Antidepressants do have their place in treating depression.
But new evidence indicates a worrying trend: Antidepressants — which impact your brain chemistry — are increasingly a first resort and being prescribed at an ever-increasing rate.
The revelations come in the recently published OECD publication ‘Health at a Glance’ and show that the consumption of antidepressants has increased significantly in most countries surveyed since 2000. In 2008 in Iceland, for example, almost 30 percent of women aged 65 and over had an antidepressant prescription.
Further, prescriptions for antidepressants have jumped 20 percent in five years in Spain and Portugal, which have been badly affected by the global economic crisis, another possible explanation for the increase.
However, separate research indicates that global rates of depression have not increased in step, although depression is being diagnosed more in certain countries.
It appears that antidepressants are being prescribed more frequently, but for milder conditions which didn’t previously extend to warranting antidepressant treatments. Is this really appropriate when antidepressants can have a powerful effect on the body chemistry?
If antidepressants always worked all the time, with no side effects, this wouldn’t be a problem. But antidepressants don’t work all the time and do carry the risk of side effects — in fact, they can even make some people suicidal. Anti-depressants are not a magic pill. They form part of, but are not in their entirety, a depression treatment plan.
Alastair Campbell, for example, has tried several antidepressants over the years and is slowly tapering off them. But he uses other strategies for managing his mood, such as exercise.
As I point out in Back From The Brink, depression funding and research is often focused on investment-returning efforts, i.e., pharmaceuticals. Slowly but surely, research into the efficacy of other strategies and therapies is gaining pace, but for many doctors — and indeed uninformed patients — antidepressants are often the first thing tried.
What are the benefits of a holistic approach to treating depression?
A holistic approach to treating depression incorporates lifestyle changes as part of a treatment plan that incorporates, but neither excludes nor overly relies on medication.
A holistic treatment plan can be low-cost (often free). It can be extended and incorporated into a healthier, more positive and fulfilling lifestyle to help thrive, not just beat the immediate episode of depression and survive.
Everyone I interview in Back From The Brink uses and benefits from a holistic treatment plan. Whether it’s Greg Montgomery’s integration of mindfulness and gratitude practice into his daily life, Tricia’s fanatical devotion to exercise or Bob Boorstin’s self-monitoring and changing his relationship with the illness, they don’t simply pop a pill and pin their hopes of getting through on a little capsule alone.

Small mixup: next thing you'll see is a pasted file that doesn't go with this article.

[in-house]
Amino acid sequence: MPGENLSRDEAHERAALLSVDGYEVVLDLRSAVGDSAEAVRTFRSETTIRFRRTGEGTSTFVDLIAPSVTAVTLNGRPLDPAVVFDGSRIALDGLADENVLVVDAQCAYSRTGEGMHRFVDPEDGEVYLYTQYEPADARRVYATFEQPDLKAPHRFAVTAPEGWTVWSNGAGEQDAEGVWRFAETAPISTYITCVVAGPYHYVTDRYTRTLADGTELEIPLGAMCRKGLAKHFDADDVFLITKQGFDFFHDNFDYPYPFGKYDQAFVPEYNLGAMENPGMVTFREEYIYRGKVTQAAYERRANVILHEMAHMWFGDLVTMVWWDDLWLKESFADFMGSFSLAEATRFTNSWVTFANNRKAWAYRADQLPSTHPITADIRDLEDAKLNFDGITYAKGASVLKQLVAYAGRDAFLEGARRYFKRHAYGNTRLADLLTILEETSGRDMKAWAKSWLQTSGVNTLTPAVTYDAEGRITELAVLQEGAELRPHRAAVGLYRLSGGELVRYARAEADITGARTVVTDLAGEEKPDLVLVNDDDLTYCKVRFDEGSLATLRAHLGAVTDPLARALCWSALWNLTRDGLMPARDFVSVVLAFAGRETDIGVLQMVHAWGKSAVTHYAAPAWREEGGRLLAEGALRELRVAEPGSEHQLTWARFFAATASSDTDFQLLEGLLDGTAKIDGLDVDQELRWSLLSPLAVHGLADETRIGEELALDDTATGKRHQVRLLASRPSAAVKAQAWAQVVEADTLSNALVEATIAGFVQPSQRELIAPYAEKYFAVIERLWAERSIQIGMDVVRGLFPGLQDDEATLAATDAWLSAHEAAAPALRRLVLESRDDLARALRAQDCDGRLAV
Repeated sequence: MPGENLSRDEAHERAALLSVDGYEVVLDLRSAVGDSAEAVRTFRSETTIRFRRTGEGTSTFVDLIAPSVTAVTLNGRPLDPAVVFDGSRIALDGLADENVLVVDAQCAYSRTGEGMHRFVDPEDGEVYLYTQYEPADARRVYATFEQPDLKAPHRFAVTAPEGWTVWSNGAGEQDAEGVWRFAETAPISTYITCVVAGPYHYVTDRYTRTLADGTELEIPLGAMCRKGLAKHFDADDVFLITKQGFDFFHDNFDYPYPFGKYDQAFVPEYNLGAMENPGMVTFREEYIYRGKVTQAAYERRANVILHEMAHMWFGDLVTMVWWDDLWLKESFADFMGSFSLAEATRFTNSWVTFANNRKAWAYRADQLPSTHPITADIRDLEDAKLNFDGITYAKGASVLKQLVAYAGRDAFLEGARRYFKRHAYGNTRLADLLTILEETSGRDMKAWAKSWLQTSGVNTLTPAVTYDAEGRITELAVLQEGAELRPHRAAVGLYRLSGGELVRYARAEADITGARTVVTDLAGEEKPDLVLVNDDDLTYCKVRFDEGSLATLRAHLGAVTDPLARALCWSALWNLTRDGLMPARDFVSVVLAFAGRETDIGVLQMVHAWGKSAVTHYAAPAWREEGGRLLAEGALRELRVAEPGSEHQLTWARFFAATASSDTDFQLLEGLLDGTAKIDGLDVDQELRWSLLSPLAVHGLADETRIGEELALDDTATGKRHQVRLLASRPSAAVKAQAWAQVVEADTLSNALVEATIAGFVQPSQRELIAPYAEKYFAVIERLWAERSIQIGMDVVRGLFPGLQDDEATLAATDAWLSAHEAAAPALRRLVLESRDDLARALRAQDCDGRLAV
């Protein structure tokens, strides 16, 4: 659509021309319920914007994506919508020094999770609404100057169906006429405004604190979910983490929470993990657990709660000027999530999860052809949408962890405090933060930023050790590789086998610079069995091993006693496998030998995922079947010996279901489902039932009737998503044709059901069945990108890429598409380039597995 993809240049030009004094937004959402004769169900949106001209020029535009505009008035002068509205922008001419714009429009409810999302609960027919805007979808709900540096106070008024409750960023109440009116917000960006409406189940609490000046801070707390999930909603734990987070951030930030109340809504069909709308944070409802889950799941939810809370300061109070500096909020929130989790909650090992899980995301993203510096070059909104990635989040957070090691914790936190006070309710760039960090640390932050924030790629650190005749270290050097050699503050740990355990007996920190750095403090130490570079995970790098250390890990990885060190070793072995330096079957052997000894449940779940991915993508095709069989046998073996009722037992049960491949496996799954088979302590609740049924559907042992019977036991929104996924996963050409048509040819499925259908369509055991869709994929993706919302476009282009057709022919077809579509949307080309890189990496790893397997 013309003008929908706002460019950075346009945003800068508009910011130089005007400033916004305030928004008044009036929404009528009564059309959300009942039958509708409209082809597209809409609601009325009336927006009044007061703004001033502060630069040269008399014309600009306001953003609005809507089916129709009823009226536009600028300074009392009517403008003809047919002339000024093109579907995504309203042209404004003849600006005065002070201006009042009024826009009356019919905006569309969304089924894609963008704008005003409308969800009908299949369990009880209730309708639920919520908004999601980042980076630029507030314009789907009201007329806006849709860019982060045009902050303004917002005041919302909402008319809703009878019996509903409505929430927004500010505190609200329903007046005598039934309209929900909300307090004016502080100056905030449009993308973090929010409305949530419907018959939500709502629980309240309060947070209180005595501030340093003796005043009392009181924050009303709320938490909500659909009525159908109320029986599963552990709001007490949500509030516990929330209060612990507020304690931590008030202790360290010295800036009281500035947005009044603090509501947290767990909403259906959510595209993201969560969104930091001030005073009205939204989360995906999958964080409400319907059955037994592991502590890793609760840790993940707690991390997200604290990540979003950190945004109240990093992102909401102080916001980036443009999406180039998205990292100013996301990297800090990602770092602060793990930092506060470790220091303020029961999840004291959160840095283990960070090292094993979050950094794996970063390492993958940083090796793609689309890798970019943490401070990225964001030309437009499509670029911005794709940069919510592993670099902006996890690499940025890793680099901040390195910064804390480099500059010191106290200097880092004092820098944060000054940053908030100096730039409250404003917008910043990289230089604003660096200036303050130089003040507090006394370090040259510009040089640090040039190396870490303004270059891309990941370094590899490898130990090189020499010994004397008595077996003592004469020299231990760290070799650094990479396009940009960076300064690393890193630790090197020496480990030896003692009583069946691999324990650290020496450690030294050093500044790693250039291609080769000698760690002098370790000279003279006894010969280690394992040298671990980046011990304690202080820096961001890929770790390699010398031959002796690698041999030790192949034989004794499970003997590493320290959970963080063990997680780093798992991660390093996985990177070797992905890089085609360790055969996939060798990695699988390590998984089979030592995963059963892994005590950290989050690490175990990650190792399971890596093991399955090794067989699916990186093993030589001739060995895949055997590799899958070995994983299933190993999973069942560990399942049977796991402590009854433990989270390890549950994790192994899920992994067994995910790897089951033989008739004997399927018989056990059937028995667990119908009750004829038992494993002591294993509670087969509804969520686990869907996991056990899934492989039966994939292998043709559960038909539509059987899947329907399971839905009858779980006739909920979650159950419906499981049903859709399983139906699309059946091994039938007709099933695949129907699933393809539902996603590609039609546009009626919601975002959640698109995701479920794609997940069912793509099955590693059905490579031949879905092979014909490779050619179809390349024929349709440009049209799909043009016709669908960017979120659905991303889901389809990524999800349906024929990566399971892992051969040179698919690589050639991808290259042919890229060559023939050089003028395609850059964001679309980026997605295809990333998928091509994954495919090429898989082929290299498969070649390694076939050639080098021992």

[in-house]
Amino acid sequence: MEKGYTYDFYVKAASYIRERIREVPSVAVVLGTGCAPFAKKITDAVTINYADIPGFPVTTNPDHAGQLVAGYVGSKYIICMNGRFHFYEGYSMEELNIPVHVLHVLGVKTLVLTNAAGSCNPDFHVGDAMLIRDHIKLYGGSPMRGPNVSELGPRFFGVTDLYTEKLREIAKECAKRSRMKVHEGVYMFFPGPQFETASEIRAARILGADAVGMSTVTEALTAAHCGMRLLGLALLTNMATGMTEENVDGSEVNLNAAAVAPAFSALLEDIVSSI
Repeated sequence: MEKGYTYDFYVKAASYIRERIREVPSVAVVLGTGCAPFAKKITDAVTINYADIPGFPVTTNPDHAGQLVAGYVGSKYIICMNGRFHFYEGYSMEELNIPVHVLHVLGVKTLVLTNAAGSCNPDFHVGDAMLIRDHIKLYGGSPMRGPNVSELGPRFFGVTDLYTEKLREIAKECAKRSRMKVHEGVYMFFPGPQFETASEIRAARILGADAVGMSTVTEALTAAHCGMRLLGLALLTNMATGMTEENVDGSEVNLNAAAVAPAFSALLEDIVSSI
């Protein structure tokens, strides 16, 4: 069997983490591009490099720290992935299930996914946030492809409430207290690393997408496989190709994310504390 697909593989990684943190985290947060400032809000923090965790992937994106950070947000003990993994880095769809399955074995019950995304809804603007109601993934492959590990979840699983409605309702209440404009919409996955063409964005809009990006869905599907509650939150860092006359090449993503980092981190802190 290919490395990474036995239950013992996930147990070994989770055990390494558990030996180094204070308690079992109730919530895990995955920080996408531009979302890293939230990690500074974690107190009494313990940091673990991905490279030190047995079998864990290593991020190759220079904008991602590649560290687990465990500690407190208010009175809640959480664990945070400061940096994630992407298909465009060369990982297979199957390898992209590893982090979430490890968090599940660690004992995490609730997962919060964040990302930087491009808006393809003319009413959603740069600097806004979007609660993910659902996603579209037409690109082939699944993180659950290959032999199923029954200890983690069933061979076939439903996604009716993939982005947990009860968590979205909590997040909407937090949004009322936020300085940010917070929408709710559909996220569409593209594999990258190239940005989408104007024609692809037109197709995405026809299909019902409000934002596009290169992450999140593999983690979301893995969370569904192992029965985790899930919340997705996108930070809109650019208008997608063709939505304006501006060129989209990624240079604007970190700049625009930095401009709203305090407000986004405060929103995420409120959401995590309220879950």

How do you get started in treating depression holistically?
The first step is to assess your mood There’s no point taking antidepressants if, in my opinion, you’re a 4 or above on the scale!
Once you’ve worked out your mood, you can take informed action and put together a holistic treatment plan, using the book, the strategies contained within and the stories for inspiration and encouragement.
To help you do this, I’ve created a free 30 Day Mood Boost Program on our website. Based on interviewing over 4,000 people who have learned to beat or manage their depression or bipolar, the free Challenge provides you a series of daily e-mails which help you build and maintain your resilience and a positive mood.
You won’t bring about lasting and positive change to your mood overnight. Instead, each e-mail in the Challenge focuses on one small, manageable, and measurable thing you can do each day to feel better. The e-mails contain practical tips, real-life examples, and optimistic encouragement to inspire you to take realistic action.
Structured and logical, the 30 Day Mood Boost Challenge builds on each day’s progress and gradually introduces positive improvements you can make in all areas of your life, from working out your current mood, getting expert help, changing your diet and physical activity, to improving your support from family and friends.
I hope you find them useful, and if you’re interested you can sign up at the website today.
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Last reviewed: By John M. Grohol, Psy.D. on 28 Jan 2014
Published on PsychCentral.com. All rights reserved.
Cowan, G. (2014). Antidepressants: Is That All You’ve Got?. Psych Central. Retrieved on February 18, 2015, from http://psychcentral.com/blog/archives/2014/01/29/antidepressants-is-that-all-youve-got/